Author Topic: Expedition 24 thread (June 2 - September 24, 2010) - Includes ETCS Updates  (Read 182152 times)

Online Nicolas PILLET

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Re: Expedition 24 thread (June 2 - September 24, 2010)
« Reply #40 on: 06/17/2010 05:37 PM »
From ISS On-Orbit Status Report for 15/06/2010:

Elektron Shutdown Update:
The automatic shutdown of the Russian Elektron O2 generator on 11/06 evening was commanded by the controlling software due to a high temperature reading from the KOB-1 internal thermal control loop.

I don't understand what is written here. KOBs loops are part of STR (thermal regulation), what is the link with Elektron ?

I think Elektron was shut down either because it got too hot, or because it was introducing too much heat into the overloaded KOB-1 loop.

That was what I thought first, but I've been surprised by the word internal ("KOB-1 internal thermal control loop")...
Nicolas PILLET
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Online Nicolas PILLET

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Re: Expedition 24 thread (June 2 - September 24, 2010)
« Reply #41 on: 06/17/2010 05:43 PM »
Some elements are in the 16th june's status report :

Quote
Working in the SM (Service Module) on the SOTR Thermal Control System’s KOB1 loop, Skvortsov replaced the N2 micropump on the 3SPN1 pump panel and its K-90 switching unit with new spares, supported by ground specialist tagup (S-band), then tested the system with the N2 power feed. [KOB1 had caused the shutdown of the Elektron on 6/11. The two SOTR KOB thermal loops control the removal of metabolic heat and heat emitted by working equipment; they also establish specific temperature conditions for the cabin atmosphere. The excess heat is passed from the coolant through liquid-liquid heat exchangers (ZhZhT) into the active external thermal control system (KOKh) for subsequent radiation into open space. Each loop contains 118 liters of "Triol" coolant fluid, i.e., water with a 30 percent solution of glycerin (to lower the freezing point to 7 degC) plus biocide and UV-light-sensitive additives to aid in leak detection. One liter of Triol, which is nontoxic and poses no hazard to the crew, can absorb about 14 cubic cm of air. Each of the two KOB loops is served by two nominally redundant pump panels (SPN), each equipped with two redundant replaceable electric pumps (ENA). While in the early years of Mir and ISS the pumps were integral to the SPN  panels, the more advanced current design allows them to be replaced without requiring a swap-out of an entire SPN block.]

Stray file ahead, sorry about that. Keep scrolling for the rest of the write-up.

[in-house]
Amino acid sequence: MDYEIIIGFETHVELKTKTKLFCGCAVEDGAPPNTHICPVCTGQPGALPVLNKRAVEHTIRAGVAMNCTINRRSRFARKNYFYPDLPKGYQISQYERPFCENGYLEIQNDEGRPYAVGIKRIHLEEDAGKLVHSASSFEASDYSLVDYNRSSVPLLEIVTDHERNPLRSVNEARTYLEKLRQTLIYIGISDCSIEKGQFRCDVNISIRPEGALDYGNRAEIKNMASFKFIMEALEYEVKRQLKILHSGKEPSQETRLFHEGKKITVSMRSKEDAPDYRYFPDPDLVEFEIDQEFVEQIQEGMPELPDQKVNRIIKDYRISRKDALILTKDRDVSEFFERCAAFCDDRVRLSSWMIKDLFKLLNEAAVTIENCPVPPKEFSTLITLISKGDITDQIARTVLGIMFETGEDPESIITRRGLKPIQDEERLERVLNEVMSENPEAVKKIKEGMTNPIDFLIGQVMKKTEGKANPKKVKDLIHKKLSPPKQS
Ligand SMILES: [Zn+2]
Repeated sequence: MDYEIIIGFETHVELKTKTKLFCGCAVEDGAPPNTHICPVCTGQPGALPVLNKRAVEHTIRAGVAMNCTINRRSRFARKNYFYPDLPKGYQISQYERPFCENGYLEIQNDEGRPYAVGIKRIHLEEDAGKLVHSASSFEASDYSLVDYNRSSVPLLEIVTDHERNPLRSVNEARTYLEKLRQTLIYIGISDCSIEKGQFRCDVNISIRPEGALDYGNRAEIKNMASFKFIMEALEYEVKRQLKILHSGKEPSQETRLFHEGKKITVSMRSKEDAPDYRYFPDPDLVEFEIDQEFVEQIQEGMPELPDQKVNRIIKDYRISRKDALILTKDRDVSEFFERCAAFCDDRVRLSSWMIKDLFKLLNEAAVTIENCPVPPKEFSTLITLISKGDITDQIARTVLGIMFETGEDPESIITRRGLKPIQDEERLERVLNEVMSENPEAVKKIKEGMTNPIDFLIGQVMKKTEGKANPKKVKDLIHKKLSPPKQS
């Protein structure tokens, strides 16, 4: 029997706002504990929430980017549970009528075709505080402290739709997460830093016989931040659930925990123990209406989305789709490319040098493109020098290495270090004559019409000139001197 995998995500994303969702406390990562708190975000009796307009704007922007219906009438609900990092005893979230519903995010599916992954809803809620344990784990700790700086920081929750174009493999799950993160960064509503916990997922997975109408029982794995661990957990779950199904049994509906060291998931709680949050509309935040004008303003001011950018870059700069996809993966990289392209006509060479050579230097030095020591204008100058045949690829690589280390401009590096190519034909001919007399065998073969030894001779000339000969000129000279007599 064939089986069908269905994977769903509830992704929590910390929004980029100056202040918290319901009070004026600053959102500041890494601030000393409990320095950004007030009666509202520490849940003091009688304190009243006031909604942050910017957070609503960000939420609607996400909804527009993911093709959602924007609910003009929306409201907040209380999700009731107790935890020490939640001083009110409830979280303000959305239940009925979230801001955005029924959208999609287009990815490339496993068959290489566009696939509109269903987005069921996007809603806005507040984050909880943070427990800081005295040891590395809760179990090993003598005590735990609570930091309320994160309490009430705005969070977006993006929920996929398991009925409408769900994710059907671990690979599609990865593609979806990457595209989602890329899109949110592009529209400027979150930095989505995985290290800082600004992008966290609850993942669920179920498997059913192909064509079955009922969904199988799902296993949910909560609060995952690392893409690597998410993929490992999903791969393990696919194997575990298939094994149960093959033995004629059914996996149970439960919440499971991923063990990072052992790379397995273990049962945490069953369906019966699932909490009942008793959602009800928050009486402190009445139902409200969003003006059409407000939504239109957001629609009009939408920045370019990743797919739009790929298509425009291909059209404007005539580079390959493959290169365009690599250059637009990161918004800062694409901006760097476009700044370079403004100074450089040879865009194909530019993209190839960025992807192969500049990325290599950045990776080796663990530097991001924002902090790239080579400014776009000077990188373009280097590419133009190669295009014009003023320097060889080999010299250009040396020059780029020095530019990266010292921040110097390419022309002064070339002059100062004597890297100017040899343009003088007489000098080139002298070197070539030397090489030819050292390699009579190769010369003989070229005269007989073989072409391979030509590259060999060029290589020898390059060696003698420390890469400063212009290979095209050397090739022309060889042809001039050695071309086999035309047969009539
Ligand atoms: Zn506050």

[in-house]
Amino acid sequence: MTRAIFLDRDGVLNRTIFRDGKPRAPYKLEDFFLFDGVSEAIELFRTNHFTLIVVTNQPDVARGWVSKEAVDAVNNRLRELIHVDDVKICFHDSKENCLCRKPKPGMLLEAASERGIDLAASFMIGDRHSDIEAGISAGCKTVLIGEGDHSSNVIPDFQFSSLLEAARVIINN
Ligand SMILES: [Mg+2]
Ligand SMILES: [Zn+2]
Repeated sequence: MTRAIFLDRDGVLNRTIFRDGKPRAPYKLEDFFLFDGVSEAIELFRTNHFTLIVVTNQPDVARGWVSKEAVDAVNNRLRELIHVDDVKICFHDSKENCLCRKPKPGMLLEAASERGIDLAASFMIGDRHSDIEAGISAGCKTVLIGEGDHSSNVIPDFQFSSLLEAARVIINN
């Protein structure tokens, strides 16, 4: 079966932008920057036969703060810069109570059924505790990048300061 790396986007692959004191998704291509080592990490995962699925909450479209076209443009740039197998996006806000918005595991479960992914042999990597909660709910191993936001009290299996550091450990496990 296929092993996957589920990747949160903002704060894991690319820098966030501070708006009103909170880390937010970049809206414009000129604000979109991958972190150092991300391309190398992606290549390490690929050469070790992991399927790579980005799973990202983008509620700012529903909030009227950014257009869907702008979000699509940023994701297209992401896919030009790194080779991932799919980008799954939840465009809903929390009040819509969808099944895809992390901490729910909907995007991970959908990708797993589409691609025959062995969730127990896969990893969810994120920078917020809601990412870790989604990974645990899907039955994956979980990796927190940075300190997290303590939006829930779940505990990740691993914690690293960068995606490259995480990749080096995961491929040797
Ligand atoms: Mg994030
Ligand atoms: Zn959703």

« Last Edit: 06/17/2010 05:45 PM by Nicolas PILLET »
Nicolas PILLET
Kosmonavtika : The French site on Russian Space

Offline Space Pete

Re: Expedition 24 thread (June 2 - September 24, 2010)
« Reply #42 on: 06/17/2010 08:15 PM »
From ISS On-Orbit Status Report for 15/06/2010:

Elektron Shutdown Update: